What is a problem? The Oxford English Dictionary tells us that a problem is “a matter or situation regarded as unwelcome or harmful and needing to be dealt with and overcome” as well as “a thing that is difficult to achieve”.
And these two definitions allow us to put a boundary around the expression ‘problem dog’. Few if any owners ever approach dog behaviourists about the activities of their dog when the dog is asleep. In a state of sleep, the dog is entirely conforming to ‘our behaviour’ and is acting in a conventional manner that a human can recognise and accept.
This is not meant to be a glib remark, but is intended to create an awareness of the fact that, as with ourselves, it is the environment in which we need to operate (a situation that may be regarded as unwelcome or harmful) that affects behaviour. The tougher that environment is for us to function in (a thing that is difficult to achieve) the more likely we are to have low tolerance levels and revert to behaviours driven by frustration, fear, anger and so on.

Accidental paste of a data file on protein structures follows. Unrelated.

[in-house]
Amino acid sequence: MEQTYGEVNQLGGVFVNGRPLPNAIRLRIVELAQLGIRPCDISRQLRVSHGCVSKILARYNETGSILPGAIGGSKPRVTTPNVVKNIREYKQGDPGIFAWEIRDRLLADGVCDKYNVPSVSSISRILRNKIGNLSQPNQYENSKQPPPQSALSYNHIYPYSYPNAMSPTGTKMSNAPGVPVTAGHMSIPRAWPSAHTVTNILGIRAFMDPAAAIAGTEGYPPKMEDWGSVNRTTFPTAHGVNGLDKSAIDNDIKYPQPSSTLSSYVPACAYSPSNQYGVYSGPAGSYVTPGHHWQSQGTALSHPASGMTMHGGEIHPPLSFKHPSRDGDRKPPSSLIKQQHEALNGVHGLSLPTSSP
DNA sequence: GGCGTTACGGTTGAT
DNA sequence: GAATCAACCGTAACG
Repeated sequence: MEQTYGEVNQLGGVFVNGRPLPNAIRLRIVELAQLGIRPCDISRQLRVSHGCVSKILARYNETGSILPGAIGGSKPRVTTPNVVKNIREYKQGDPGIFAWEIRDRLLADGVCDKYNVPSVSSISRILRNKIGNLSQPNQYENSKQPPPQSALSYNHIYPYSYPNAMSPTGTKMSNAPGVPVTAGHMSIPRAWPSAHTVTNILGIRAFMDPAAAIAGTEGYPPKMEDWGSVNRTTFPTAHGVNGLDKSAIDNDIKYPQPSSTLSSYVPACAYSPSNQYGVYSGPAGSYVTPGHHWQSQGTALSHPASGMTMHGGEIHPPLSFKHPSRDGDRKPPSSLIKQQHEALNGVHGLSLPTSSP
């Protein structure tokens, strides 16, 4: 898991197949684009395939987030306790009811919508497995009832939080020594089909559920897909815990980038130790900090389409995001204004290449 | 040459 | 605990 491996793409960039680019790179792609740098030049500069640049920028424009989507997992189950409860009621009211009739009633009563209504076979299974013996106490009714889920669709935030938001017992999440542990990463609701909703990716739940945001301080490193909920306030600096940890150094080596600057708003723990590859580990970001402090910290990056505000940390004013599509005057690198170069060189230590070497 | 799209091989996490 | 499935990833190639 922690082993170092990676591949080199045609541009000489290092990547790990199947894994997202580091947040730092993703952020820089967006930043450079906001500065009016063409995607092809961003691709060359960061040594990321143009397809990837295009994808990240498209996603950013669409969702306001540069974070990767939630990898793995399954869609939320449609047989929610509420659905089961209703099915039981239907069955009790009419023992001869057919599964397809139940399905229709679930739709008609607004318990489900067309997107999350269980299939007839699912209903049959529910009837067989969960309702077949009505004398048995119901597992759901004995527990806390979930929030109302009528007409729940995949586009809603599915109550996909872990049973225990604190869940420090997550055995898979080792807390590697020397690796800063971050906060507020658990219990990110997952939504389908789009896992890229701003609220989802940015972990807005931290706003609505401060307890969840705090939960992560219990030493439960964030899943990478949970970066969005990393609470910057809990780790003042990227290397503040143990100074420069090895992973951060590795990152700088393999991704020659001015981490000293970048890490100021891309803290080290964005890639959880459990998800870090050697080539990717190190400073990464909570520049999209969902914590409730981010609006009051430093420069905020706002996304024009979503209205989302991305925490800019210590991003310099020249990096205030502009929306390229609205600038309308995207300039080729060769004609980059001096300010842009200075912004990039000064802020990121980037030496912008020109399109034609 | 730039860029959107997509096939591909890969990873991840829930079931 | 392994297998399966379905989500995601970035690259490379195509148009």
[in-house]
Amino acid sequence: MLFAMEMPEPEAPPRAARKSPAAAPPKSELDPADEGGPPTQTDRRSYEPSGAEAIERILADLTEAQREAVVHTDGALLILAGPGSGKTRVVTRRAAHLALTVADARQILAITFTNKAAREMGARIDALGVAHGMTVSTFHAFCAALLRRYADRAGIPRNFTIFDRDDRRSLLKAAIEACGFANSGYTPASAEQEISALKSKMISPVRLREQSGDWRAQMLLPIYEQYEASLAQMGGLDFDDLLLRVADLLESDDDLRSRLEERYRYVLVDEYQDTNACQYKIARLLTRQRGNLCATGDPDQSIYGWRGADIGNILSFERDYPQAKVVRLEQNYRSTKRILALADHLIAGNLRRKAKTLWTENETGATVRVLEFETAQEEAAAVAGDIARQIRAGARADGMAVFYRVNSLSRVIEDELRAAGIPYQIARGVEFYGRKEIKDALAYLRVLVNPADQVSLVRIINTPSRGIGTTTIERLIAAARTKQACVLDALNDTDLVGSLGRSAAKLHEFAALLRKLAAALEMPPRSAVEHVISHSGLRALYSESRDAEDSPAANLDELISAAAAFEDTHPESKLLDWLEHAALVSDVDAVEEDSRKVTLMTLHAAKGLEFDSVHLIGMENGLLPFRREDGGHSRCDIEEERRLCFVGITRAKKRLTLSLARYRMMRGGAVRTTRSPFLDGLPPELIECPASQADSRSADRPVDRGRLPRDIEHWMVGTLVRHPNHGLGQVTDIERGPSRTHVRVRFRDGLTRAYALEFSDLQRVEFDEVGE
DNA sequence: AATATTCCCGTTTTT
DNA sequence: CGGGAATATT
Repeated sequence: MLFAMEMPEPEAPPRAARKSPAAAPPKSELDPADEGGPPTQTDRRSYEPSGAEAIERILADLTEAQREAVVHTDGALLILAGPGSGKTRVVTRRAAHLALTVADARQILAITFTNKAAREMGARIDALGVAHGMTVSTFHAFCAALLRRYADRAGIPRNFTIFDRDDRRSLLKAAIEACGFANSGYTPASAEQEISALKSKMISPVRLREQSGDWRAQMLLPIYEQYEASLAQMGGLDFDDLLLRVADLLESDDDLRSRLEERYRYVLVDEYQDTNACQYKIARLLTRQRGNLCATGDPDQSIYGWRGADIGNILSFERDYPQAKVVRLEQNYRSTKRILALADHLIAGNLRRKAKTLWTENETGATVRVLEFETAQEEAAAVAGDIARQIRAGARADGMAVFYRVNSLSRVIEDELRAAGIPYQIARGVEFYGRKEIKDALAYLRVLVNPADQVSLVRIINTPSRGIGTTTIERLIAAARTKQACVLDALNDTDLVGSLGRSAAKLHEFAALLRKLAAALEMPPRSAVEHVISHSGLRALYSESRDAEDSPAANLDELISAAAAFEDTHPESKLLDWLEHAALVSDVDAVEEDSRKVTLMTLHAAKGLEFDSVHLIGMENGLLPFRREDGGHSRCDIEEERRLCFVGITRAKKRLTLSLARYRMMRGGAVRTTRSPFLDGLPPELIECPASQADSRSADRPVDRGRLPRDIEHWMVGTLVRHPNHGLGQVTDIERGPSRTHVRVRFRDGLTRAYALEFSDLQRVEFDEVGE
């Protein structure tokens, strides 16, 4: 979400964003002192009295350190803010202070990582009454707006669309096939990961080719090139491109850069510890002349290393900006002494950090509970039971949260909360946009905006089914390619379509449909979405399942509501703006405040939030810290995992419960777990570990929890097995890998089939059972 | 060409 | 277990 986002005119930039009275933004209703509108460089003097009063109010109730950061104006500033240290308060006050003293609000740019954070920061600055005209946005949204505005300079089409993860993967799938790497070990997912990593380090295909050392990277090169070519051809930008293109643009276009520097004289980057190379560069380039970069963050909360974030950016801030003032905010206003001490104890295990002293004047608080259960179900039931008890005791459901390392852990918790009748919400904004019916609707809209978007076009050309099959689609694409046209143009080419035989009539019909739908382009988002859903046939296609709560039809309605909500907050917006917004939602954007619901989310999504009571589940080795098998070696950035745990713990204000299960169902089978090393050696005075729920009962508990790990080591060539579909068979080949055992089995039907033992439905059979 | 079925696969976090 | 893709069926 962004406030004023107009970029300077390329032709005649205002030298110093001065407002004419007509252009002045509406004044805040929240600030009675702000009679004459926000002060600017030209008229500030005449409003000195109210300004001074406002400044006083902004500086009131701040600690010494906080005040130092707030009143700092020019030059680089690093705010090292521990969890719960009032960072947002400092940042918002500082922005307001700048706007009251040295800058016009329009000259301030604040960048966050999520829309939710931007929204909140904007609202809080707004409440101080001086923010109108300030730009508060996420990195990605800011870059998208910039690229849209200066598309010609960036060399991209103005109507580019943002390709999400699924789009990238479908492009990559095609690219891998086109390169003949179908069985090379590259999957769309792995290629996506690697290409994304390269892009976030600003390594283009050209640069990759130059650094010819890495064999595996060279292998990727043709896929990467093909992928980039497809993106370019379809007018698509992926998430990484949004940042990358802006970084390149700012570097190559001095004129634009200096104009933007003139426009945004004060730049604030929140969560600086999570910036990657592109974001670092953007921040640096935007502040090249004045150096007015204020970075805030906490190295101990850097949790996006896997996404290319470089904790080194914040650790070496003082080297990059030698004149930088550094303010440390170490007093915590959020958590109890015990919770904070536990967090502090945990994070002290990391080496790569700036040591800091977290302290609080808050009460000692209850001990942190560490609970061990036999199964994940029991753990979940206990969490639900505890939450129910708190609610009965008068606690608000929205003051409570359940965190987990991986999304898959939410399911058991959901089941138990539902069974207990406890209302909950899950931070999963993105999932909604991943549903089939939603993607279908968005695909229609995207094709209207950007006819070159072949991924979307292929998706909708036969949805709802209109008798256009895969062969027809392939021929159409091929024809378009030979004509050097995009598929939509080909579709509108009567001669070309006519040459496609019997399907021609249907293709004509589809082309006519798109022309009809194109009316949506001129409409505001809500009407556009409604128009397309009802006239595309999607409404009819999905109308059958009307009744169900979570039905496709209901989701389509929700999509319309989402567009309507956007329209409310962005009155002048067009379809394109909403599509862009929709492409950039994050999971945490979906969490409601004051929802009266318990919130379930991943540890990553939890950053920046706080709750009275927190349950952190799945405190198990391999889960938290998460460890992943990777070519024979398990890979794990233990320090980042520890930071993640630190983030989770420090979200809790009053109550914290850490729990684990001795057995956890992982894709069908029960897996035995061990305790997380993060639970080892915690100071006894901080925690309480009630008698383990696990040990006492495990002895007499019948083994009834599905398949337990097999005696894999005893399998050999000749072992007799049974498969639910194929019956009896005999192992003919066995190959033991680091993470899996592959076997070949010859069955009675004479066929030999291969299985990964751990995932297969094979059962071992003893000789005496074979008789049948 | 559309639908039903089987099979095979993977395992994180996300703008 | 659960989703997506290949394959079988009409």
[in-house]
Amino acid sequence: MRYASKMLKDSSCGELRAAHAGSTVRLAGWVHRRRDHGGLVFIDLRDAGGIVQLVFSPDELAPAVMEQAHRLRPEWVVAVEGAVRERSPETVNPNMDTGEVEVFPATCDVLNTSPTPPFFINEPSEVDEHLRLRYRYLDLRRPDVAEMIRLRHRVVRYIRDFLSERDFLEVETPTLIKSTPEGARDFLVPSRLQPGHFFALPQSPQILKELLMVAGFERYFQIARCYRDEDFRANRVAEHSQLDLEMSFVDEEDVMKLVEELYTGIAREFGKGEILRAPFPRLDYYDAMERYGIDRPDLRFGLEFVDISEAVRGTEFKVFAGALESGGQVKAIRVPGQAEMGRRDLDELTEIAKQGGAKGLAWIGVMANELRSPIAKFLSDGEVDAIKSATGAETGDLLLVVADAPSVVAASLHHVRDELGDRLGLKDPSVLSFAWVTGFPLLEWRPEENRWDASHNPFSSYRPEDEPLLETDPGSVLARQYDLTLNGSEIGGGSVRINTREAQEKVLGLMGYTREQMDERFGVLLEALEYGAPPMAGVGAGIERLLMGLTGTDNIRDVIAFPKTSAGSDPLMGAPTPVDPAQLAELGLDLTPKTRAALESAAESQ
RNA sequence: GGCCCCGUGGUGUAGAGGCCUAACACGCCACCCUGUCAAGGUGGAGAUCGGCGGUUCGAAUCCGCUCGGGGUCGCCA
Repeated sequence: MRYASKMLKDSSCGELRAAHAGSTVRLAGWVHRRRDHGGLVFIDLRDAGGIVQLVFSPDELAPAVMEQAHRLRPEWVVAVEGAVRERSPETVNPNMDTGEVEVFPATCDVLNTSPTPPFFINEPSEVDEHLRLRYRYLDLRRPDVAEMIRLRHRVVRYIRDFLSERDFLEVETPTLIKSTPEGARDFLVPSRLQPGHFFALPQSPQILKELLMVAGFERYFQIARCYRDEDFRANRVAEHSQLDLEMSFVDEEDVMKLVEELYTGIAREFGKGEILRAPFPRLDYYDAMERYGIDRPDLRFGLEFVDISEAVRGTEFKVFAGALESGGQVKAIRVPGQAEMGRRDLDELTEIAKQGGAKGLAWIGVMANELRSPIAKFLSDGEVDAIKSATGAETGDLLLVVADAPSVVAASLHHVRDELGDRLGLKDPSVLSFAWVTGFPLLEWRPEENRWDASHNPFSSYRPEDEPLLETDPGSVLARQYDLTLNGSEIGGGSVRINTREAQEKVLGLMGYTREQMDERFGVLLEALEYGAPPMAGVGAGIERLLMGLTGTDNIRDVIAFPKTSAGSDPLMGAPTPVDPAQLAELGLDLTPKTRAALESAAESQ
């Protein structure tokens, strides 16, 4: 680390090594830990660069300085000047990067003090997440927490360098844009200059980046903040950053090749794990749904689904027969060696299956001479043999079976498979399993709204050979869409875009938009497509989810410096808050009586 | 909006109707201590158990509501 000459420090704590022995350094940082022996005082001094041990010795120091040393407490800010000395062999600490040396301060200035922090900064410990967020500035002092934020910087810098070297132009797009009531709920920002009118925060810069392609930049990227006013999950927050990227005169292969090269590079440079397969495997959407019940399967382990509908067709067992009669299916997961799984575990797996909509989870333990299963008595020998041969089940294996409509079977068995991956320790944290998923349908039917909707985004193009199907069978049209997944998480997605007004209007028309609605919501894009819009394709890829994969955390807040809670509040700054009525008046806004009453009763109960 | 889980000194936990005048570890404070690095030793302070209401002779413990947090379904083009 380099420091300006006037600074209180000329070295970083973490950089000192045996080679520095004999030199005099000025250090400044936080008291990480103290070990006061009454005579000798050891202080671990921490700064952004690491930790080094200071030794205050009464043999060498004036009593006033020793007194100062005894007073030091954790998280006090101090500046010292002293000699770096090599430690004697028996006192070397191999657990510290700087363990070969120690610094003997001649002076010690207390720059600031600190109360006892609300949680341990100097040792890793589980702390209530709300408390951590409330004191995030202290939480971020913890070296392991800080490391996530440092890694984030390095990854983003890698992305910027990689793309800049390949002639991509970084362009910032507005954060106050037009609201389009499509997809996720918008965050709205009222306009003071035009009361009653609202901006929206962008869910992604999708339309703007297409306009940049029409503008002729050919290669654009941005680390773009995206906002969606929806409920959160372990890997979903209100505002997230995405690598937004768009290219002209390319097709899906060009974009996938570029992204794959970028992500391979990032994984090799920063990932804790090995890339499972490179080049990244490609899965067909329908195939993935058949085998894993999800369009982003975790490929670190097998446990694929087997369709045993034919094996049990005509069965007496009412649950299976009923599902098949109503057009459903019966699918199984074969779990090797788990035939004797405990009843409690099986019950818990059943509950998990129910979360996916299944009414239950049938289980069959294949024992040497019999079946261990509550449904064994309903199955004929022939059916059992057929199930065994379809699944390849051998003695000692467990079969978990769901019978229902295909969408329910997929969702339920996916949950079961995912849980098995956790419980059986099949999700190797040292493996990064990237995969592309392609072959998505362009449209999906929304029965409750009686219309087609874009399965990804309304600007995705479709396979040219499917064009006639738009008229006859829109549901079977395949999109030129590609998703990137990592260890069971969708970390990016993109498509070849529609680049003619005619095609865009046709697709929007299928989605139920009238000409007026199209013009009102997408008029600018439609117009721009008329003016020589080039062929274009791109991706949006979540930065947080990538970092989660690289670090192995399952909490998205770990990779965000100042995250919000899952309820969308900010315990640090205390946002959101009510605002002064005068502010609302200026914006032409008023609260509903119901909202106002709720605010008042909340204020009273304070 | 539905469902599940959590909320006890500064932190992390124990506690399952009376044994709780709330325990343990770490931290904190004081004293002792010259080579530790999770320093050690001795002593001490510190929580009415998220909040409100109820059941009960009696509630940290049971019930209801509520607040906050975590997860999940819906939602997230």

Canines, like humans, demonstrate ‘inappropriate behaviour’ – behaviour that does not conform to the norm – our definition has become ‘problem dog’, or ‘problem behaviour’, rather than problem environment.
At Sheila Harper Limited we work with dogs and owners to understand how environments, the situations in which our dogs find themselves, their stress levels, diet, and their owners can all be contributory factors to their “problems”. We educate rather than train, through our dog courses, how these elements can be modified or eradicated so that the problem diminishes and the dog’s behaviour changes as a result of a new partnership developed out of awareness, trust and prevention rather than suppressed by command and control.